If you visit the Humans of New York website or on the Facebook page now and in the next few months, you'll find portraits and stories from beyond New York. Brandon Stanton and HONY will be going on a "world tour," to be part of the UN's Millennium Development Goals Advocacy Group effort to raise awareness for the eight international Millennium Development Goals with a target date of 2015 . Currently, HONY is "suddenly a war report form Iraq". [more inside]
'Madeline L’Engle said, “The great thing about getting older is that you don’t lose all the other ages you’ve been.” I know that when I’m meeting older people, anyone for that matter, you look in the person’s eyes and their eyes are behind the façade. You feel more connected with somebody’s soul in that sense. So instead of judging a book by its cover, looking at this old person like maybe they’re not capable of this or that, I wanted to show how full and beautiful they are. They’ve already lived what I’m living. They have so much knowledge, and they’re still living.' Jason Bard Yarmosky on the portraits of his grandparents: Elder Kinder (2011), Elder Kinder (2012), Dream of the Soft Look (2013) [via Everlasting Blort] [more inside]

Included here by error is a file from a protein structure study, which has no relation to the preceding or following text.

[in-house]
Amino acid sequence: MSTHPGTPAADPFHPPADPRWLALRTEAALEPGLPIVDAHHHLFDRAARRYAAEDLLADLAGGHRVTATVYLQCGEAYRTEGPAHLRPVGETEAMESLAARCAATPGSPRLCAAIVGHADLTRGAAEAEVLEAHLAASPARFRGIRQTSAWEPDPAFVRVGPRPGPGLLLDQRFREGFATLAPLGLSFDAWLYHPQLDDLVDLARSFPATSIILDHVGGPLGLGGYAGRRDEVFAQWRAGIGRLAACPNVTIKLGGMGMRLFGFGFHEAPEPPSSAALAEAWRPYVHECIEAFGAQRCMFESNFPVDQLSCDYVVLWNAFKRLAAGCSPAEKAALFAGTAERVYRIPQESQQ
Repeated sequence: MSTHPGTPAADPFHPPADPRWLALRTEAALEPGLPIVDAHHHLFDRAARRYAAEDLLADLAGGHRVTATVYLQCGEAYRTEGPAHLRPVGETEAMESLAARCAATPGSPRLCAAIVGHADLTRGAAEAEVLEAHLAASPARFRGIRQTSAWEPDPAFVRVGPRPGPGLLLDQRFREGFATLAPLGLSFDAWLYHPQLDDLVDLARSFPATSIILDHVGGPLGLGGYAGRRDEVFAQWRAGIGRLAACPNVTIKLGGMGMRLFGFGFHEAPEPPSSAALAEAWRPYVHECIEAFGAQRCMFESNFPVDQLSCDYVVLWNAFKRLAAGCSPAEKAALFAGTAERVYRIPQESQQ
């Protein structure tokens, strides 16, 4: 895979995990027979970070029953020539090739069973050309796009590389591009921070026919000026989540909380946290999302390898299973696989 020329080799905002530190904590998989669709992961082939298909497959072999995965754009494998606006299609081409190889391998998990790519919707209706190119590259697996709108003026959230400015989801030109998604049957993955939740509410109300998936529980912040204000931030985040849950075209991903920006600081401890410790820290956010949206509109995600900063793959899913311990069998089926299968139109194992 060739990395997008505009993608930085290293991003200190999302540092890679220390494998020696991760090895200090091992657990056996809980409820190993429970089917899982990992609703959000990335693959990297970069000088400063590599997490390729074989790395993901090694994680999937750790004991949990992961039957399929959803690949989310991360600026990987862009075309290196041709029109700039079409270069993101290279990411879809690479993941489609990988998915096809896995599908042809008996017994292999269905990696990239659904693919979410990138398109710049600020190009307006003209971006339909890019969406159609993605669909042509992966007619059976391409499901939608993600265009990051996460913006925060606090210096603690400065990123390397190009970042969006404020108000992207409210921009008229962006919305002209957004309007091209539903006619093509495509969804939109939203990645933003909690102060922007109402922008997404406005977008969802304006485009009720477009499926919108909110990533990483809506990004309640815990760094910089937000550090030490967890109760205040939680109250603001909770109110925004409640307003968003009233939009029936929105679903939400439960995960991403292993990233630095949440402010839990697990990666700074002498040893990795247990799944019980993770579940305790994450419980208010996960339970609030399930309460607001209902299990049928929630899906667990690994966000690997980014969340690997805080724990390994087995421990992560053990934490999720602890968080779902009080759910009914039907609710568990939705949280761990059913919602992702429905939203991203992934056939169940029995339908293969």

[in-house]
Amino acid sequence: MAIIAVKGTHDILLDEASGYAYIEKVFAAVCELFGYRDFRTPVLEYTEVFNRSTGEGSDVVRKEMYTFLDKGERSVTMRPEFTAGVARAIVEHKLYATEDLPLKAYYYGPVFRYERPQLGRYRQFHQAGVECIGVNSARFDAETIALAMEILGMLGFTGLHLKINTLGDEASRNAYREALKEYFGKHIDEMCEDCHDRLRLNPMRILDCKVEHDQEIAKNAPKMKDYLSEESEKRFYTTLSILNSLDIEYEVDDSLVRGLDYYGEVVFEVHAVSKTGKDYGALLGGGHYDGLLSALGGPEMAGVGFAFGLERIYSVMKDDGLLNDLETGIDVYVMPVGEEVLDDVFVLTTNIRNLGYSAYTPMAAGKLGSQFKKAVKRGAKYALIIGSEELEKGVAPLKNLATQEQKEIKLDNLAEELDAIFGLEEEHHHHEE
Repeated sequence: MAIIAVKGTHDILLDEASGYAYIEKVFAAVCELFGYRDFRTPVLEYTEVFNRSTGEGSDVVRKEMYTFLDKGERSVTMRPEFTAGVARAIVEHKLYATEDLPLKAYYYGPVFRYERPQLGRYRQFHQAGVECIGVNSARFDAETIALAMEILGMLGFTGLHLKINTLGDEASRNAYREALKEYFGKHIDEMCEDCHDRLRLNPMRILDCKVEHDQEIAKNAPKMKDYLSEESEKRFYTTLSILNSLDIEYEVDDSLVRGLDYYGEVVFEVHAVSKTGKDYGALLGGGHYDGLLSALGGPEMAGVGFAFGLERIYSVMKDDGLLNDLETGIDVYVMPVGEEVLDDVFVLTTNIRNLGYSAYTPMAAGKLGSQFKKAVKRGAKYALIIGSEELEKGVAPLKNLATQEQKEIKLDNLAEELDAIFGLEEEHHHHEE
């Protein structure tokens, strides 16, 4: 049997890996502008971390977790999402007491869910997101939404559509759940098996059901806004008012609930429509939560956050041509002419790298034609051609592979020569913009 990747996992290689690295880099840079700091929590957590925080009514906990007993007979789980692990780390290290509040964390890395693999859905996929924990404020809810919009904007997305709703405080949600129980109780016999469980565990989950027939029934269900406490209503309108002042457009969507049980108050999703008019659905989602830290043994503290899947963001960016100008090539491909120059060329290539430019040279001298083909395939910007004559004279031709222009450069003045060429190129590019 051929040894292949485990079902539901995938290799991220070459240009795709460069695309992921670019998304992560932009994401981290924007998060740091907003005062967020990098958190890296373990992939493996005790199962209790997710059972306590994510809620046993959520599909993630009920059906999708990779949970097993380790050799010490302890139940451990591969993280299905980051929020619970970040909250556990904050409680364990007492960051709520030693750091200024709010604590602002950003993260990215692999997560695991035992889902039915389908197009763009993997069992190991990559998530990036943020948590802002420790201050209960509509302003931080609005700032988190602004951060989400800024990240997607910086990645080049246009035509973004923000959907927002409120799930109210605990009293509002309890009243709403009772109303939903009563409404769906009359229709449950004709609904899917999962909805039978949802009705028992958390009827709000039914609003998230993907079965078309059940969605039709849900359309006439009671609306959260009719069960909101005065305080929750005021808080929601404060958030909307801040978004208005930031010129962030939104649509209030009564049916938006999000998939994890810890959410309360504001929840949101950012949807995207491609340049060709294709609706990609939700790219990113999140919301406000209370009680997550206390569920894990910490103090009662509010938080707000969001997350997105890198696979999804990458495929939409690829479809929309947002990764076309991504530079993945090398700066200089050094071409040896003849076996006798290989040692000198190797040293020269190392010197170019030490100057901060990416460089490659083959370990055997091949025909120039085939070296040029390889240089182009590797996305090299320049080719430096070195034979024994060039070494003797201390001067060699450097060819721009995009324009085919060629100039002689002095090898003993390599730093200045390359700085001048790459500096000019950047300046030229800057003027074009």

"The Soldier Portraits Project...consists of portrait photographs of soldiers of the United States Army, primarily of the 3rd Infantry Division...[t]he photographs are made using the 150 year old collodion wet plate process - the same process that was used to document much of the period (and many of the soldiers) of the Civil War." [more inside]
Throughout the world, El Mac's grand spraypaint portraits combine with RETNA's cryptic, hieroglyphic language to create stunning murals.
Wrestling with Diane Arbus "She set up no lights, just pulled out her Rolleiflex, which was half as big as she was, checked the aperture and the exposure, and tested the flash. Then she asked me to lie on the bed, flat on my back on the shabby counterpane. I did as I was told. Clutching the camera she climbed on to the bed and straddled me, moving up until she was kneeling with a knee on both sides of my chest. She held the Rolleiflex at waist height with the lens right in my face. She bent her head to look through the viewfinder on top of the camera, and waited".
Simon Hoegsberg's latest project involved stopping passersby and asking what they were thinking at exactly that moment. These are their thoughts and portraits.